Wednesday, April 29, 2009

Radio Friday

Back on the radio, Friday from 7-8 pm on WHAM-1180 with Bob Matthews Bob and I will be discussing the current baseball season, and the greatest players of all time at each position. We'll also be taking phone calls.

Tuesday, April 21, 2009

Is 50-50 good?

I heard two different sports radio hosts last week make the proclamation that taking a quarterback in the first round was a 50-50 proposition. One went down the list of the guys taken in the last ten years and figured that 8-10 of the 18 players on the list were busts. Another looked at all of the quarterbacks taken number one overall and came to the same conclusion.

It's an exercise I've engaged in myself, but it misses the main point. Even if you take the 50-50 measure as gospel, how does that compare to draft choices at other positions?

To answer that question, I looked at all of the first round draft choices from 1979-2003 -- a twenty-five year period that excludes guys who are too young to pass judgment on, and here's what I found.

1) The overall success rate for first round picks is 59 percent. That's how many of the players drafted went on to spend at least five season as a starter. Thirty-seven percent of the first-round picks went to at least one Pro Bowl.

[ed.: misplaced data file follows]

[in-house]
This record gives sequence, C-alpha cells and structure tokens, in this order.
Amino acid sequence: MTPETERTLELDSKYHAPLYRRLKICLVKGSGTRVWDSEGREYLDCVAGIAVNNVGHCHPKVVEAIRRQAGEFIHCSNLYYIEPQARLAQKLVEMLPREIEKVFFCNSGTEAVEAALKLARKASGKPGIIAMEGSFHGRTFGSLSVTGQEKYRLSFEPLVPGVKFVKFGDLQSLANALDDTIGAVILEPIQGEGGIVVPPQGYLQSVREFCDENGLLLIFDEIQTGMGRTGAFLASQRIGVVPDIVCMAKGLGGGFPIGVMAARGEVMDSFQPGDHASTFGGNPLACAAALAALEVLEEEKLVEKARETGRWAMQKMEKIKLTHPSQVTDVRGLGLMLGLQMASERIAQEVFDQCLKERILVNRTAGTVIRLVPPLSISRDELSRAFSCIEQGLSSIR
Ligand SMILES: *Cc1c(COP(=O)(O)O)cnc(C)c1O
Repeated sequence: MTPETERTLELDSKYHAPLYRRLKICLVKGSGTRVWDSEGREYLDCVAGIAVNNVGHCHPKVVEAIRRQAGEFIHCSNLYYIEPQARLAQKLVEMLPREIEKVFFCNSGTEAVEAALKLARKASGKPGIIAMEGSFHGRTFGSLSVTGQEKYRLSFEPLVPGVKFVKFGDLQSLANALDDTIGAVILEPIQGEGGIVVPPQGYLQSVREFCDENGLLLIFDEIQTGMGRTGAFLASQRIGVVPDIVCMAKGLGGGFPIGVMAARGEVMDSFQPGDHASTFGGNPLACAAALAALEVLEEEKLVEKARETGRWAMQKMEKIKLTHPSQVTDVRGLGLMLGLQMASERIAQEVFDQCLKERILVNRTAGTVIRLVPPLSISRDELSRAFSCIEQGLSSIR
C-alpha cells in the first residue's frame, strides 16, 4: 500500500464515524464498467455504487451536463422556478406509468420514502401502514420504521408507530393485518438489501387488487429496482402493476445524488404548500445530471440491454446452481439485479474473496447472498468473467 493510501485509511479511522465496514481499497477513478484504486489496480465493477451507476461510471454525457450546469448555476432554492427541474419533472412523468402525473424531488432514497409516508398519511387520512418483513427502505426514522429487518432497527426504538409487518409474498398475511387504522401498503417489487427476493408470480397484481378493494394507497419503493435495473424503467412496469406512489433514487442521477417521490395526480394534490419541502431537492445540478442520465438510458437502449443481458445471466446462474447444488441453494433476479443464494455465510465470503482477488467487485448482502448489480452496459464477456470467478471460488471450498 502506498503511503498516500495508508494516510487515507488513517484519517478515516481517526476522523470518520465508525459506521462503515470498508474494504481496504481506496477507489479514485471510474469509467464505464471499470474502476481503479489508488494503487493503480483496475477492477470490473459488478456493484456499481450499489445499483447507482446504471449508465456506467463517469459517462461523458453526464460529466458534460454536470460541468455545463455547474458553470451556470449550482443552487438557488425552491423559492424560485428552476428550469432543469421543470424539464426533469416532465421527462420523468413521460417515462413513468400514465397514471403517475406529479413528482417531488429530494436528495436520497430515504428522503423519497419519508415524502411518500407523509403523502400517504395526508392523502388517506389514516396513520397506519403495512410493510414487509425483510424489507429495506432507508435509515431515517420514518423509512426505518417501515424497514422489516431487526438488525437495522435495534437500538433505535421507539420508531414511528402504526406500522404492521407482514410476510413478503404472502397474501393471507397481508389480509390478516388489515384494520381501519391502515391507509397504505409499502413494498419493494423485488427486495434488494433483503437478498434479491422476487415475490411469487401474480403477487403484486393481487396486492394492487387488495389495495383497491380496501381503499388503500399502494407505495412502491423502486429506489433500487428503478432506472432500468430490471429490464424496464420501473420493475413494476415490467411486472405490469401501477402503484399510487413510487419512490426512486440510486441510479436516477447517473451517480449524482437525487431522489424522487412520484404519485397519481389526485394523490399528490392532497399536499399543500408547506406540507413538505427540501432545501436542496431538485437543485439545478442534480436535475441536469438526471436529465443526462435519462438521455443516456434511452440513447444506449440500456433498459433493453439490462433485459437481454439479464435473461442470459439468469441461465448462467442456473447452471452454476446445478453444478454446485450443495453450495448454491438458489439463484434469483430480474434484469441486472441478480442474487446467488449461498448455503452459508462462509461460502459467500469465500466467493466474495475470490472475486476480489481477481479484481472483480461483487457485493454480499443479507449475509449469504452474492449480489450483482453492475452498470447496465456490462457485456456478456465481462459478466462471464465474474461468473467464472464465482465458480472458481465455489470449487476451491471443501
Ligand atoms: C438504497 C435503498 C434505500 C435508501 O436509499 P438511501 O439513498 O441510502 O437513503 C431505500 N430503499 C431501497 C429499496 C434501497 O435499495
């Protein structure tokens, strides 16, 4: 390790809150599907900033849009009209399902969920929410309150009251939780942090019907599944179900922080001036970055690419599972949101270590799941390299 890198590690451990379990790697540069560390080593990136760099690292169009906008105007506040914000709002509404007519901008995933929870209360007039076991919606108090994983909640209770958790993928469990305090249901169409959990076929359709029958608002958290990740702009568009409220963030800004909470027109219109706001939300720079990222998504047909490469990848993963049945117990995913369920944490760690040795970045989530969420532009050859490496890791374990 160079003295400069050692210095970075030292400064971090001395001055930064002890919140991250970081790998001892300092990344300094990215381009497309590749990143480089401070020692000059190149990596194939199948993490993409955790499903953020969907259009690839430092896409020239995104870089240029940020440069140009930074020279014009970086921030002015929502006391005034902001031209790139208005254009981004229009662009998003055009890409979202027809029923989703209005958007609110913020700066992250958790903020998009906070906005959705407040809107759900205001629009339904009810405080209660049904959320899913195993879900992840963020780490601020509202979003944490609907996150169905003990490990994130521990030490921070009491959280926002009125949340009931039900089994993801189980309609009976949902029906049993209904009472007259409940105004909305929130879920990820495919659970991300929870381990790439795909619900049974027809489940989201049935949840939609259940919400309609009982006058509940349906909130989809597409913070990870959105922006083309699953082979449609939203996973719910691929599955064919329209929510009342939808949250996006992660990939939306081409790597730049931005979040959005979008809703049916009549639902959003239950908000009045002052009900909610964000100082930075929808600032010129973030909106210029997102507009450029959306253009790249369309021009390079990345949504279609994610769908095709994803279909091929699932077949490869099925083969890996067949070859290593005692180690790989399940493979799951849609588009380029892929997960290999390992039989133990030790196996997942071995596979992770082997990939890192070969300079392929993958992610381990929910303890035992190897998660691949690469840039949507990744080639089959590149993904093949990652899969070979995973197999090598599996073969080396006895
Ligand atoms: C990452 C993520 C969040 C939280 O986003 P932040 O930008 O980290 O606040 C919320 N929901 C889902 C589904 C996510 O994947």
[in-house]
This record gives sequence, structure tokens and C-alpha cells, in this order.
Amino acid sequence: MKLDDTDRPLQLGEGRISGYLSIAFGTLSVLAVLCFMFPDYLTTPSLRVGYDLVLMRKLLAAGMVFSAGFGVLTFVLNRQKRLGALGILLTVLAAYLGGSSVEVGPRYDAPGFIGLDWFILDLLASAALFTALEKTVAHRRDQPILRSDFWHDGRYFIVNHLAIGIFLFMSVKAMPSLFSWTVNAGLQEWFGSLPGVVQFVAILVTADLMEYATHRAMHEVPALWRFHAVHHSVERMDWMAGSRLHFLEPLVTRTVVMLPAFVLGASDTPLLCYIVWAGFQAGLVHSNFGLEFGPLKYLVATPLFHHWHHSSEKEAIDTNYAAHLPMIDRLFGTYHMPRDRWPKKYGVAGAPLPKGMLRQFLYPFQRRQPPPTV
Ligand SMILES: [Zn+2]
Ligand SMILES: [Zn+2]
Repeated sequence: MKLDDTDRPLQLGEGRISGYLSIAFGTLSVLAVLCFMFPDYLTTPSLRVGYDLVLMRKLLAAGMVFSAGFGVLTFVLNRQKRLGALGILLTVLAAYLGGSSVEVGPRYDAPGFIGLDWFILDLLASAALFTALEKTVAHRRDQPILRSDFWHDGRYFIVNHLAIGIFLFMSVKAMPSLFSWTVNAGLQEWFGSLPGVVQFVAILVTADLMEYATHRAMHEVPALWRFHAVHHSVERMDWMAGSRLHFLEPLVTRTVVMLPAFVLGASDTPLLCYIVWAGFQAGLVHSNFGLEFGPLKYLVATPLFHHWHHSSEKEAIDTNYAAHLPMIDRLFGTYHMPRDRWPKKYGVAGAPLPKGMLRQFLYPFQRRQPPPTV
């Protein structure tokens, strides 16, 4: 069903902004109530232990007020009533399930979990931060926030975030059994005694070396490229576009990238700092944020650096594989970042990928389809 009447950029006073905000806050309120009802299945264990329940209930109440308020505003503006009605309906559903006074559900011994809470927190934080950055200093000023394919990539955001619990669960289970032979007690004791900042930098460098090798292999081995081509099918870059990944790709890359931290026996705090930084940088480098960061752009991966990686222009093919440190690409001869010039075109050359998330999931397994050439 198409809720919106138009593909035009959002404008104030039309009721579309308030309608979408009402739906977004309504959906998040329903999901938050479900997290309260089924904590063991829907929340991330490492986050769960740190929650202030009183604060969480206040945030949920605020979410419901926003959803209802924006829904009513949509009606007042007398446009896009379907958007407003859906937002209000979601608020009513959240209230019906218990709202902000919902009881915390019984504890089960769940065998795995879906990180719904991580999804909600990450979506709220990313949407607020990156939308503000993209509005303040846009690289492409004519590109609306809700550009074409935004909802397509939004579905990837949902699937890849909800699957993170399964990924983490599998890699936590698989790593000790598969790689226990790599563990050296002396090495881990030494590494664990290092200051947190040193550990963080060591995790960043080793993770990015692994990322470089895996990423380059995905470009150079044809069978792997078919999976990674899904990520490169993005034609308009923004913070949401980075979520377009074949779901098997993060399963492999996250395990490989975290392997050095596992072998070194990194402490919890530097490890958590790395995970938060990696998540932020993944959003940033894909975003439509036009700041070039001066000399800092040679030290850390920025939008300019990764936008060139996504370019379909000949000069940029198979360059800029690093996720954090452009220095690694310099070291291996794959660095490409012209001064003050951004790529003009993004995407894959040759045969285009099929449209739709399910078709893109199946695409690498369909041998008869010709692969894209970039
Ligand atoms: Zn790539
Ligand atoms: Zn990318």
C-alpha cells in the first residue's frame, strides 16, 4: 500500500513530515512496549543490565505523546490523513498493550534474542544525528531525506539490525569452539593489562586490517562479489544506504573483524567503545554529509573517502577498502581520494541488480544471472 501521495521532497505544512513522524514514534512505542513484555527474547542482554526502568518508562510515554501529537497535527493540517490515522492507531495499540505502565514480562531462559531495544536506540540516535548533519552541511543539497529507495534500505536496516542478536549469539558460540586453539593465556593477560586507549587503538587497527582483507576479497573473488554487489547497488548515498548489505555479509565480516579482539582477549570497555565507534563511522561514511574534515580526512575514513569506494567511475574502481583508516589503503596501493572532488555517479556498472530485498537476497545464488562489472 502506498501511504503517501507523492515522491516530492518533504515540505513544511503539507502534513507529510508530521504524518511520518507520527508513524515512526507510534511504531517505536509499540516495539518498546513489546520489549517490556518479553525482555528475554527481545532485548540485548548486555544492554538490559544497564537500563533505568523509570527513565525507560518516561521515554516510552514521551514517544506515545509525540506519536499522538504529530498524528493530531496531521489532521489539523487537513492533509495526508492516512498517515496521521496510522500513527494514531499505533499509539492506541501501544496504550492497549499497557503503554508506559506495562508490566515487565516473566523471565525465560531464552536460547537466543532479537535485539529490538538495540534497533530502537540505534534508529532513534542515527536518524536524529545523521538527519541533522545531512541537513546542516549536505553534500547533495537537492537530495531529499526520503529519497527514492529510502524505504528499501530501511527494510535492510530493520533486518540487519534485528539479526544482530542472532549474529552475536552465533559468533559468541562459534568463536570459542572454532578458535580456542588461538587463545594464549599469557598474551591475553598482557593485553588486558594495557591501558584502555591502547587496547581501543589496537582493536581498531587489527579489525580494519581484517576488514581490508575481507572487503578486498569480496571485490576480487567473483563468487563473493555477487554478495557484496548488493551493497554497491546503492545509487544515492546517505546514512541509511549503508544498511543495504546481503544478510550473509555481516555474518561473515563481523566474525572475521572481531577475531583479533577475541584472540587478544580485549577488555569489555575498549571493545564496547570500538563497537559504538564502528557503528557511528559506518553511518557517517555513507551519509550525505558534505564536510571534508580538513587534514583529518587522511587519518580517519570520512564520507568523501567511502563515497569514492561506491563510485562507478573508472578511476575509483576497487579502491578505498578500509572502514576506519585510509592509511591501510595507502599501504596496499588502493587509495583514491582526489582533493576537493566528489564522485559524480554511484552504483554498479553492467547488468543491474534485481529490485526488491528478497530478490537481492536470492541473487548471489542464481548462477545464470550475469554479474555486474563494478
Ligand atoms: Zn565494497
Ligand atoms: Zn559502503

2) Running backs are the riskiest pick, but they're boom or bust. Only 41% of them taken in the first round spend five seasons as a starter -- the lowest for any position. However, the highest percentage of them go on to become Pro Bowl players.

3) Quarterbacks are boom or bust, too. Fifty percent don't make it, but you've got a better chance of getting a superstar at quarterback than any other position. Forty percent go on to become Pro Bowl players. What's more, eight percent of QBs taken in the first round go on to the Hall of Fame, and that number's deflated when you consider that there were at least three HOF-caliber QBs active last year (Favre, Manning, Brady).

4) Teams use more picks on defensive linemen than any other position. Over the 25 year period, they accounted for 21.3% of all first round picks -- even though they only account for 3 or 4 of the 22 starting positions. The success rate for them (62% 5-year starters, 32% Pro bowlers) isn't much better than average, suggesting that teams make more reaches at these positions than any other.

5) Teams use fewer picks on offensive linemen, even though they are by far the safest pick. Seventy percent of them become five-years starters, by far the highest total for any position. It's 72% for guards, 70% for centers, and 69% for tackles. Only 17% of first round picks are used on offensive linemen, even though they account for almost a quarter of the starters.

6) Defensive tackles are also overlooked. Seventy percent become starters, and 43 percent of the DTs taken in the first round end up going to at least one Pro Bowl.